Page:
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Rising Coffee Prices a Rude Awakening for U.S. Consumers

U.S. consumers are paying more for coffee due to production challenges in key coffee growing regions, leading to escalating costs for importers. Imported coffee prices have risen 65% since January 2021, and consumers are now shelling out 20% more for ground coffee than they were in April 2023. Higher coffee prices are likely to continue for the foreseeable future as production recovers and supply catches up to demand.

Coffee consumption has grown steadily in recent years, with Asian consumption rising 14.5% since 2018. Overall global coffee consumption has increased 3.4% over that time, with South America, Africa, and Central America all experiencing growth of at least 5%. China experienced the highest coffee consumption growth rate, with servings up 15% over the last year. The number of coffee shops in China grew 58% to 50,000 in 2023 alone, making it the world leader in branded coffee shops.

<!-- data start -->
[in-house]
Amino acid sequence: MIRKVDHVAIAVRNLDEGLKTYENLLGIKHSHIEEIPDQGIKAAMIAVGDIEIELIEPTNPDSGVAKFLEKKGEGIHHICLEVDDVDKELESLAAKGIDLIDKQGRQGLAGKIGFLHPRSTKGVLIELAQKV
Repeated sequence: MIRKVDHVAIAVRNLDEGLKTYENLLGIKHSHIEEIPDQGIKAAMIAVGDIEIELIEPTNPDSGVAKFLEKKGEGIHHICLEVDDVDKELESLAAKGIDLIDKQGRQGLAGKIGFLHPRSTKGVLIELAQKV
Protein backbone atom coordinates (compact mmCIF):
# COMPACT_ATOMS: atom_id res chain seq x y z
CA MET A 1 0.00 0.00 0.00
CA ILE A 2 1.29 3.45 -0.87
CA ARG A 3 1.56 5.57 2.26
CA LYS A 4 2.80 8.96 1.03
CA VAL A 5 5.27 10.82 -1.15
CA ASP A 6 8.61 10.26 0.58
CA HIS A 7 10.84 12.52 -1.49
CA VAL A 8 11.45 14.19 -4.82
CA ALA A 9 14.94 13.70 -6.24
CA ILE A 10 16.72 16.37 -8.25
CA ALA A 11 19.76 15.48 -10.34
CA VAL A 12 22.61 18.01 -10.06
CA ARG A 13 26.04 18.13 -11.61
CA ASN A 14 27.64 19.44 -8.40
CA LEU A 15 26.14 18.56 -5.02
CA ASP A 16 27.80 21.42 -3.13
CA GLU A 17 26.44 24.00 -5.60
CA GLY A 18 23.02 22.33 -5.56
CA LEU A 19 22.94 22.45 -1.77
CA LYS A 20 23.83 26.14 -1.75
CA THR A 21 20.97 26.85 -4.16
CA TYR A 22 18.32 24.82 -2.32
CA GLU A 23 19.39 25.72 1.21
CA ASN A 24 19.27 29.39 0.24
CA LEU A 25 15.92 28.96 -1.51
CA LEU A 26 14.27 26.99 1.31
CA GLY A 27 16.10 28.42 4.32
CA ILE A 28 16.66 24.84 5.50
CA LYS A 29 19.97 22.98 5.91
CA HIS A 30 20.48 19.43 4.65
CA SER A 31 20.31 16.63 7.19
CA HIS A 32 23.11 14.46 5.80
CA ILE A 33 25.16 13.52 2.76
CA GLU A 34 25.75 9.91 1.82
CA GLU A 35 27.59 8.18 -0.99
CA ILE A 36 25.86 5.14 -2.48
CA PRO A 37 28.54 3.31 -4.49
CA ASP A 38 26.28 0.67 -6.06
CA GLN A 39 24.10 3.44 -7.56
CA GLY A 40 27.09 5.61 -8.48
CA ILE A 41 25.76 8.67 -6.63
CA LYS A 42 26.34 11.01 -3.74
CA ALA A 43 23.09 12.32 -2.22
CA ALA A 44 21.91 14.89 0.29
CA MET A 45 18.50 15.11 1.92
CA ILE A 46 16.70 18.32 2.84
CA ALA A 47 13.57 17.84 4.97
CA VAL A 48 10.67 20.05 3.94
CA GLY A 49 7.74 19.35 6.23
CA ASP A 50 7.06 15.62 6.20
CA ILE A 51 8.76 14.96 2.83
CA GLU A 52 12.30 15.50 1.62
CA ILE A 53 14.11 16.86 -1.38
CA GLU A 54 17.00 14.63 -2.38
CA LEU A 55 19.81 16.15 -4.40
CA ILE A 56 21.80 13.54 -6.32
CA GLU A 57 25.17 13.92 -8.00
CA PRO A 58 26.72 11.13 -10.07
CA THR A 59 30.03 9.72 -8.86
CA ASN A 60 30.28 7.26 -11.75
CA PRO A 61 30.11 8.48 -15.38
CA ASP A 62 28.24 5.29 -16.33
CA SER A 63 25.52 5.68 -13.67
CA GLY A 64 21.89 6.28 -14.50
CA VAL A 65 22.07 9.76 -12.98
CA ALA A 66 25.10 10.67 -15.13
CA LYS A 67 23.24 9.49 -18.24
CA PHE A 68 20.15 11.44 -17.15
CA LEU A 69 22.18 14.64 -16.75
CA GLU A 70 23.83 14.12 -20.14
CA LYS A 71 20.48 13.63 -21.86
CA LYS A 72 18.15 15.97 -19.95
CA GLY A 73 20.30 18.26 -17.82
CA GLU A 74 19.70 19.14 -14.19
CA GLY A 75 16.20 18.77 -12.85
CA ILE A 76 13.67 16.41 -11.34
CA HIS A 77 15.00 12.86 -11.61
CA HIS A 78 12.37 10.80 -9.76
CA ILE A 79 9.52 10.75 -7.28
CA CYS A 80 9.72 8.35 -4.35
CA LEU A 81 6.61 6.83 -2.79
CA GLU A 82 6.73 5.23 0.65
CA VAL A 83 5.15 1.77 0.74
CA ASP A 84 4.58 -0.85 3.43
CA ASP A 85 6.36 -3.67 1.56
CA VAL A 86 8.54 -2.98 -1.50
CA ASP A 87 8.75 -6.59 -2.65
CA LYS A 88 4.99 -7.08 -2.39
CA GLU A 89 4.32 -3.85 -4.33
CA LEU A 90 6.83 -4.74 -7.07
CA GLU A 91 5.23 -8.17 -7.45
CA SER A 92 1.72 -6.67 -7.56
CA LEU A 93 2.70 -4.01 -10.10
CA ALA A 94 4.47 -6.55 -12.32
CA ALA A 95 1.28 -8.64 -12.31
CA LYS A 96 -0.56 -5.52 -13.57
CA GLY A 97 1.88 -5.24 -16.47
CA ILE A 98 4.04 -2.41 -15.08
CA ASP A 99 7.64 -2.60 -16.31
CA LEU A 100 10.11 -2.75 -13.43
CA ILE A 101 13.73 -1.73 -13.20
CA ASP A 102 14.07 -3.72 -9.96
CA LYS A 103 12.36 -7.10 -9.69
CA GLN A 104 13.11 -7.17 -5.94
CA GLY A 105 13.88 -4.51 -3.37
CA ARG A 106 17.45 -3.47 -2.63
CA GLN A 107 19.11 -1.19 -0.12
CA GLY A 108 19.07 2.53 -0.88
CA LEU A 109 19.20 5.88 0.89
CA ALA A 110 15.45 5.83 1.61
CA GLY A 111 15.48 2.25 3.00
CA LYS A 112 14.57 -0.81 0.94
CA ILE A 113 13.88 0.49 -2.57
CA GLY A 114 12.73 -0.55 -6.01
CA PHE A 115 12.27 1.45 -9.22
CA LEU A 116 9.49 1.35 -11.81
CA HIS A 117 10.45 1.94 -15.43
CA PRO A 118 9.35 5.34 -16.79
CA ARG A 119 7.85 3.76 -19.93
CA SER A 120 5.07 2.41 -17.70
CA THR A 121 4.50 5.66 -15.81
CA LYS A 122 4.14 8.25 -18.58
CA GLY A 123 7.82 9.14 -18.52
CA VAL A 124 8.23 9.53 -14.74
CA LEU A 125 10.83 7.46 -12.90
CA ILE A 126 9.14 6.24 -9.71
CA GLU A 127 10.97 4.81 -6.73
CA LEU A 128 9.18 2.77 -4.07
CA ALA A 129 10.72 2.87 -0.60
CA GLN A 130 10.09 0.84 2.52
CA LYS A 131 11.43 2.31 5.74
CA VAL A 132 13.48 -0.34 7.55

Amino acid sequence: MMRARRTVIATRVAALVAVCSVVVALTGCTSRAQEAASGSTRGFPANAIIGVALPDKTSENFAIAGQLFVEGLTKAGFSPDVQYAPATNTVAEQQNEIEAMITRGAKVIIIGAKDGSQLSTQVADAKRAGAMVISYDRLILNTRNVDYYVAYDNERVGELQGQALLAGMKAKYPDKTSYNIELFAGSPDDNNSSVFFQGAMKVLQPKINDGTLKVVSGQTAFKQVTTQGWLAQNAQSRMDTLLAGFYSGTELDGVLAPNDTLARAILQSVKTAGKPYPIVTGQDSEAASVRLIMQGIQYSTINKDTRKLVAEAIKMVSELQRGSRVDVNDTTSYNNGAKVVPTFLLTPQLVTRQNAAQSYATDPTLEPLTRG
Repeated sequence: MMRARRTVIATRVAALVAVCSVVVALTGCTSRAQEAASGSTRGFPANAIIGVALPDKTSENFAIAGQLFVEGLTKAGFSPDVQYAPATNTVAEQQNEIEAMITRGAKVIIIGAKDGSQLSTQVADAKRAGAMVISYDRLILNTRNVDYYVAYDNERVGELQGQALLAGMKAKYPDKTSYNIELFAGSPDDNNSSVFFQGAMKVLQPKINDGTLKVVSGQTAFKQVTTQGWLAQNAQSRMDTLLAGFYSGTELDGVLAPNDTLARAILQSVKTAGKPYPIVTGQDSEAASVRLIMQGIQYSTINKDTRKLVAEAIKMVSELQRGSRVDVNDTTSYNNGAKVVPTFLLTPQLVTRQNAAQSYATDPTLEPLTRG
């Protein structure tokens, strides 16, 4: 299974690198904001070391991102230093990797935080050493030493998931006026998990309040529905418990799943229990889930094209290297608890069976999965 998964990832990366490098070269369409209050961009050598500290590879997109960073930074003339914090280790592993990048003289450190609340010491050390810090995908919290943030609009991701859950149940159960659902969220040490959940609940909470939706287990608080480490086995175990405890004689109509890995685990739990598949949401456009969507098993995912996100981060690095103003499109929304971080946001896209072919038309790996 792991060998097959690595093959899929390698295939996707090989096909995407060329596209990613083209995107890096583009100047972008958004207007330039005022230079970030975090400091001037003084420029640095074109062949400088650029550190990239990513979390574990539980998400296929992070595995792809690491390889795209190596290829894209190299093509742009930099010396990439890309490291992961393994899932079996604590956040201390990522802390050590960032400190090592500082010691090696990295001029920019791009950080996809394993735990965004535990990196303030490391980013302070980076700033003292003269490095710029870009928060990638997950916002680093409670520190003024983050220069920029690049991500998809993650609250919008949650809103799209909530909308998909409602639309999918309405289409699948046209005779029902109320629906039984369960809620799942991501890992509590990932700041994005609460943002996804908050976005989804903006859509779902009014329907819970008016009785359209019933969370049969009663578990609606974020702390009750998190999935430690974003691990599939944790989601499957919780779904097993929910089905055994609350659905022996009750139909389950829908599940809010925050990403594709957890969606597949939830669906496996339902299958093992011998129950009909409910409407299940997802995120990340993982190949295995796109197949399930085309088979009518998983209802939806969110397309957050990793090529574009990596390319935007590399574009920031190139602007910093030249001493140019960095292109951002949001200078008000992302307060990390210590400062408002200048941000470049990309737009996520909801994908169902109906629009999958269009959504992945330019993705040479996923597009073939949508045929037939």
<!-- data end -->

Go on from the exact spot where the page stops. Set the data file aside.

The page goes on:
Production headaches in key coffee growing markets like Brazil, Colombia, and Vietnam contribute to price increases and show few signs of improving. Droughts, frost, and fires in Brazil have damaged as much as one-fifth of arabica coffee growing areas, and below-average rainfall continues to hamper production. Colombian coffee yields continue to trend lower due to growers limiting fertilizer use due to price increases. Vietnam, the third-leading coffee supplier to the U.S., continues to suffer from COVID-related disruptions, leading to stringent travel restrictions and a notable workforce decline.

Nearly all of the coffee consumed in the U.S. is imported, so higher prices are likely until the production challenges subside. While it is highly unlikely U.S. consumers will significantly curb their consumption due to high prices, they may get creative with at home coffee drinks and lean on store-bought flavorings to replace more expensive specialty drinks from coffee shops.

Read More @ Yahoo

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